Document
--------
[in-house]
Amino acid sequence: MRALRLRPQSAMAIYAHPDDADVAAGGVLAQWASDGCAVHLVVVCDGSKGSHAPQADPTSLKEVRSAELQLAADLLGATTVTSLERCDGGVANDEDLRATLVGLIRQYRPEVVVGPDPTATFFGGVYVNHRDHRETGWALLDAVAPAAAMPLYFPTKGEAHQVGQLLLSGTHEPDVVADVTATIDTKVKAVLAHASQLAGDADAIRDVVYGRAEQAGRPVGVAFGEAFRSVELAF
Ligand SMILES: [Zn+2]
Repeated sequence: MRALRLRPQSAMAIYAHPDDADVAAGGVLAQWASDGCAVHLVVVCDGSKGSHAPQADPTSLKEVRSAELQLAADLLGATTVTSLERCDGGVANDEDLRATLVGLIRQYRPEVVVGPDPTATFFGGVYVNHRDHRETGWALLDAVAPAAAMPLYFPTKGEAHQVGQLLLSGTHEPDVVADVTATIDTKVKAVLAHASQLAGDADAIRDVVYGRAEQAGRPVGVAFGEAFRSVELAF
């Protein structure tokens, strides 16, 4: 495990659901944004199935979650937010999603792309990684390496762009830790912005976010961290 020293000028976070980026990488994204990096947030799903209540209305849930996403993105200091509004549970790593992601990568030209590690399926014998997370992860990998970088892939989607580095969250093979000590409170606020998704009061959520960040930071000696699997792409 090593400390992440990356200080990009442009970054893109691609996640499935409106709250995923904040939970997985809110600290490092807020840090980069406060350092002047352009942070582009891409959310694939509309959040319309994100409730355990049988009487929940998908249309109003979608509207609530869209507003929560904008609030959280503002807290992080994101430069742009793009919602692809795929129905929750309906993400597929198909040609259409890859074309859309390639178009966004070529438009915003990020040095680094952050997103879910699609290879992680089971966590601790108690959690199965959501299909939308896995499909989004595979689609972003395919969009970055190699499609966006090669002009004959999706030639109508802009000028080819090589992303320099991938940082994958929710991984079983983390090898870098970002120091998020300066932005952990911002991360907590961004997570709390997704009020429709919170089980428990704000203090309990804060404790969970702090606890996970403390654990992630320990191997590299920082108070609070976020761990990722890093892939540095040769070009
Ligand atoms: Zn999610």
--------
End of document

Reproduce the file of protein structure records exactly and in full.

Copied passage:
[in-house]
Amino acid sequence: MRALRLRPQSAMAIYAHPDDADVAAGGVLAQWASDGCAVHLVVVCDGSKGSHAPQADPTSLKEVRSAELQLAADLLGATTVTSLERCDGGVANDEDLRATLVGLIRQYRPEVVVGPDPTATFFGGVYVNHRDHRETGWALLDAVAPAAAMPLYFPTKGEAHQVGQLLLSGTHEPDVVADVTATIDTKVKAVLAHASQLAGDADAIRDVVYGRAEQAGRPVGVAFGEAFRSVELAF
Ligand SMILES: [Zn+2]
Repeated sequence: MRALRLRPQSAMAIYAHPDDADVAAGGVLAQWASDGCAVHLVVVCDGSKGSHAPQADPTSLKEVRSAELQLAADLLGATTVTSLERCDGGVANDEDLRATLVGLIRQYRPEVVVGPDPTATFFGGVYVNHRDHRETGWALLDAVAPAAAMPLYFPTKGEAHQVGQLLLSGTHEPDVVADVTATIDTKVKAVLAHASQLAGDADAIRDVVYGRAEQAGRPVGVAFGEAFRSVELAF
């Protein structure tokens, strides 16, 4: 495990659901944004199935979650937010999603792309990684390496762009830790912005976010961290 020293000028976070980026990488994204990096947030799903209540209305849930996403993105200091509004549970790593992601990568030209590690399926014998997370992860990998970088892939989607580095969250093979000590409170606020998704009061959520960040930071000696699997792409 090593400390992440990356200080990009442009970054893109691609996640499935409106709250995923904040939970997985809110600290490092807020840090980069406060350092002047352009942070582009891409959310694939509309959040319309994100409730355990049988009487929940998908249309109003979608509207609530869209507003929560904008609030959280503002807290992080994101430069742009793009919602692809795929129905929750309906993400597929198909040609259409890859074309859309390639178009966004070529438009915003990020040095680094952050997103879910699609290879992680089971966590601790108690959690199965959501299909939308896995499909989004595979689609972003395919969009970055190699499609966006090669002009004959999706030639109508802009000028080819090589992303320099991938940082994958929710991984079983983390090898870098970002120091998020300066932005952990911002991360907590961004997570709390997704009020429709919170089980428990704000203090309990804060404790969970702090606890996970403390654990992630320990191997590299920082108070609070976020761990990722890093892939540095040769070009
Ligand atoms: Zn999610």